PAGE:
People Living with HIV/AIDS in Cuba

This past summer I conducted my own independent research in Havana, Cuba, studying how People Living with HIV/AIDS (PLWHA) were affected by Global Fund donation policies, the organization of the National Mutual Support Network, and LGBTQ rights advocates. This HIV/AIDS research drew important connections in the fields of history, state policy, race, gender, sexuality, and LGBTQ rights, firmly emphasizing the importance of an intersectional rights-based approach in the fight against HIV/AIDS. Through persistent network building and determination I completed 25 interviews: 12 seropositive members of the ‘Linea Apoyo’ mutual support group ‘Amigos de Verdad’, 4 officials from the UN (UNESCO and UNDP), 4 artists working with HIV (including documentary film makers, performance artists, and writers), 3 public servants from the Cuban government (both from the National Center for the Prevention of STI/HIV/AIDS (CNP) and Center of Sexual Education (CENSEX)), as well as 2 members from the prominent NGO ‘Cabildo Quisicuaba’.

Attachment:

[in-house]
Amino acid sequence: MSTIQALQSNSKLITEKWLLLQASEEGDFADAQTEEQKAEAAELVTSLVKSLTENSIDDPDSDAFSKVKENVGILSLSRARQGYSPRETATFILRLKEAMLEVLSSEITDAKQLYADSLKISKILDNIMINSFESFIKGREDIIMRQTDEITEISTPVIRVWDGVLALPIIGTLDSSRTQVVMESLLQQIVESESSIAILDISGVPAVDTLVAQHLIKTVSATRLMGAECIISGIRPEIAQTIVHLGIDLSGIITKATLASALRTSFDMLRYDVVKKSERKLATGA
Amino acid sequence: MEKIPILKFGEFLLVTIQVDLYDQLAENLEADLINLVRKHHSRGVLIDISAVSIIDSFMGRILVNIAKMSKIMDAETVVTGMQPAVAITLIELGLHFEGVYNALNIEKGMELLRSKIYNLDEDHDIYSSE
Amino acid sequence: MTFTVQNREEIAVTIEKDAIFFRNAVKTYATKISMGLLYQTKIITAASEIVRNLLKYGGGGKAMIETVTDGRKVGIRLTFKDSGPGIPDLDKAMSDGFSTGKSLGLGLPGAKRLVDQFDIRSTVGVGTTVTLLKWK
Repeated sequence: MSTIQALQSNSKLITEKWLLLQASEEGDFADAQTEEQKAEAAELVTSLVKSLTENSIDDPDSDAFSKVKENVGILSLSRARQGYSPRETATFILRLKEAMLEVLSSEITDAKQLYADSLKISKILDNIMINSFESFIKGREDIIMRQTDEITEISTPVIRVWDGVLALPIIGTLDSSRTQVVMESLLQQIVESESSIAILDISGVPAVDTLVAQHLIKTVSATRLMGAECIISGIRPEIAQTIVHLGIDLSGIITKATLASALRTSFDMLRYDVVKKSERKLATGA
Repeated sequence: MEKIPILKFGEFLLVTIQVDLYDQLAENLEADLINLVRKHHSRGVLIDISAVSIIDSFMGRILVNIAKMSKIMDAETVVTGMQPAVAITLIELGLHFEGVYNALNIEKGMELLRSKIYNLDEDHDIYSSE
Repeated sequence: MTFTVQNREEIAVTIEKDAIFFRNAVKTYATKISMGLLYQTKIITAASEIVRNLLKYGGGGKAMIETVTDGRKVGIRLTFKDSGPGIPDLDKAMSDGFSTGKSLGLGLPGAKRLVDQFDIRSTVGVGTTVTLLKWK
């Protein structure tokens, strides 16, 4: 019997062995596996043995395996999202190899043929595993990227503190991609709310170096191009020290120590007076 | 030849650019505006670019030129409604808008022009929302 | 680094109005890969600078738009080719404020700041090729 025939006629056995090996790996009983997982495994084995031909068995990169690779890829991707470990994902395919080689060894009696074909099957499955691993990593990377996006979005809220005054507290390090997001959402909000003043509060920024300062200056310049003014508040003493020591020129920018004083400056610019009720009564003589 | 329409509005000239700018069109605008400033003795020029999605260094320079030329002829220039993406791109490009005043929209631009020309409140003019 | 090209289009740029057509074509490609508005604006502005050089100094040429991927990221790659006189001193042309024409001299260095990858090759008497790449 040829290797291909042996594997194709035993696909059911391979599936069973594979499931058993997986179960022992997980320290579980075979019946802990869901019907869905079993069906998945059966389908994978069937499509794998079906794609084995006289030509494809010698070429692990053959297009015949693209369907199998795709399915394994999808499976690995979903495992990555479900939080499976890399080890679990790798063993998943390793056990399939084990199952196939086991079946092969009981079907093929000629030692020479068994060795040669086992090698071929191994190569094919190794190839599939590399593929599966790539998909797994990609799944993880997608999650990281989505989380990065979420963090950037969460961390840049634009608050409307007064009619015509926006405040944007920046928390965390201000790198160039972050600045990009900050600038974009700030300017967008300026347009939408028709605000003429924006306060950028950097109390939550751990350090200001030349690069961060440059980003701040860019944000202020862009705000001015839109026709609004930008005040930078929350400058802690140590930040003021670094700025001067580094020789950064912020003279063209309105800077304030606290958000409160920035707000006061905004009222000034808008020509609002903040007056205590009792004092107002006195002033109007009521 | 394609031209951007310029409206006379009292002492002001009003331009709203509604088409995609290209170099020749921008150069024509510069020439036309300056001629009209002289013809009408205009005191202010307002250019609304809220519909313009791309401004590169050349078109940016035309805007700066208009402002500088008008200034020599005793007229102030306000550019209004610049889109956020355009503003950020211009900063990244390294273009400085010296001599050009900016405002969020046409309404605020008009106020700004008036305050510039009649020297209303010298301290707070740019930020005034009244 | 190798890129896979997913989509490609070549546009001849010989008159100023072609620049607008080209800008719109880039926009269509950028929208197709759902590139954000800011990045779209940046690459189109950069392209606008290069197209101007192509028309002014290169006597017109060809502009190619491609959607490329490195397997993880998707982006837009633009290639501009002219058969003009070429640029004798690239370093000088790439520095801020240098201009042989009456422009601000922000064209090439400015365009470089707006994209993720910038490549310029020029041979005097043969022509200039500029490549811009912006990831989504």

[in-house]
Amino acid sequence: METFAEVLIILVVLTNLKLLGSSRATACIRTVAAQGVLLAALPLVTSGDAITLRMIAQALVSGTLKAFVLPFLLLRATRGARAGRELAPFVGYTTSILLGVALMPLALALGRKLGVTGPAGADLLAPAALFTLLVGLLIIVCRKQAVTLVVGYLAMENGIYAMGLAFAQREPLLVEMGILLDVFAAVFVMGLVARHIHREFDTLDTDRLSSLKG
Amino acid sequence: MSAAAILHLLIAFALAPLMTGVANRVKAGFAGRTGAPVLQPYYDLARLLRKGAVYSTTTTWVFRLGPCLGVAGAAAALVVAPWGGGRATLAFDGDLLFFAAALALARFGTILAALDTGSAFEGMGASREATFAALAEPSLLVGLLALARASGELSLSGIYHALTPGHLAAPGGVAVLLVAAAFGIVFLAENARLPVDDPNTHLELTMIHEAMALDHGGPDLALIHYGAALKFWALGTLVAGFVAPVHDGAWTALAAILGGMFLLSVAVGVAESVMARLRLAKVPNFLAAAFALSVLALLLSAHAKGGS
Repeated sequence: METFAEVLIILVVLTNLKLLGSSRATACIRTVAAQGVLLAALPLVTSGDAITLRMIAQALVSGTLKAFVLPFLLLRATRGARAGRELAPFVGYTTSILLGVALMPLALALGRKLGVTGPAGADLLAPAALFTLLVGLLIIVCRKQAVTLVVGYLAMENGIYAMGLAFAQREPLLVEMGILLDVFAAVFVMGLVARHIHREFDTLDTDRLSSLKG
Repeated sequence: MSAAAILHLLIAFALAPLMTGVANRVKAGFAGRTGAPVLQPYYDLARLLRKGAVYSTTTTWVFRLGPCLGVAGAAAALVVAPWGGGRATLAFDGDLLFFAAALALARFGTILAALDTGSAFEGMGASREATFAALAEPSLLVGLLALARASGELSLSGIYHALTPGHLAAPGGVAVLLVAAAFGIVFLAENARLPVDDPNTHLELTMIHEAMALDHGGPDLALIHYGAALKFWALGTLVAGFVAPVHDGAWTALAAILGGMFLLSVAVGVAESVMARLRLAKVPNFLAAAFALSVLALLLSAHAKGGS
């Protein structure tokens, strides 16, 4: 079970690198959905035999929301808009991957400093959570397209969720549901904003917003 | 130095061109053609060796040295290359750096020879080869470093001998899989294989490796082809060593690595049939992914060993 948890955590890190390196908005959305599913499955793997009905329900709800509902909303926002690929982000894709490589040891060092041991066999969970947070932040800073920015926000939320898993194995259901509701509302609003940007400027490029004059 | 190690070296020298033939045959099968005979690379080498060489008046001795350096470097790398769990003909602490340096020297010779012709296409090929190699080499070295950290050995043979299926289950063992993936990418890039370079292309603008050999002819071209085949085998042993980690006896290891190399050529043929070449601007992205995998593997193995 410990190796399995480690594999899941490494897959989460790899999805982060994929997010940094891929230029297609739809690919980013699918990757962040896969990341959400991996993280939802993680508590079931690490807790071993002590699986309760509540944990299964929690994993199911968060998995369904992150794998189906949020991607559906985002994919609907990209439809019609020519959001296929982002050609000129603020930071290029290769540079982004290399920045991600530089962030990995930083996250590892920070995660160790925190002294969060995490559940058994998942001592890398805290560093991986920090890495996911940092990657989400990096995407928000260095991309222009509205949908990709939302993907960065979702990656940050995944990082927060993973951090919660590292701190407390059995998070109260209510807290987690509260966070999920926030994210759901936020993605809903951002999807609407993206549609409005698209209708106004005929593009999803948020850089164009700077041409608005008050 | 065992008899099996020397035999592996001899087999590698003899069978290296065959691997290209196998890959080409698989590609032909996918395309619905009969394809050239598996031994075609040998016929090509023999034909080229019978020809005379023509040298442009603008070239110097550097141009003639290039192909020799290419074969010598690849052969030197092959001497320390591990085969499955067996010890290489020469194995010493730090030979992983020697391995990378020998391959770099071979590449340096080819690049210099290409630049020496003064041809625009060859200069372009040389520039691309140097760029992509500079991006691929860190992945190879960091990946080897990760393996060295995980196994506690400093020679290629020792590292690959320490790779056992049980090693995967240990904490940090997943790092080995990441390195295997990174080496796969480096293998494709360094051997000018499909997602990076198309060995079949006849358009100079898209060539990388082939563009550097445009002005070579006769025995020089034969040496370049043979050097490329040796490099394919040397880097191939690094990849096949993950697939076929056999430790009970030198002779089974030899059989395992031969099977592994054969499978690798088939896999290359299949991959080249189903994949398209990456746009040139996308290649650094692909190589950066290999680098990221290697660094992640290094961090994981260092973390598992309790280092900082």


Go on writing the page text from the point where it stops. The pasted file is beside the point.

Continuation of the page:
I also had the opportunity to participate in a lot of HIV activities including regular support-group meetings, recreational outings, and municipal award ceremonies. It is my hope that by connecting this fieldwork with historical analysis, politics, and theory I can begin to highlight the forces that have promoted, limited, or obscured the voices of people living with HIV in Havana, Cuba.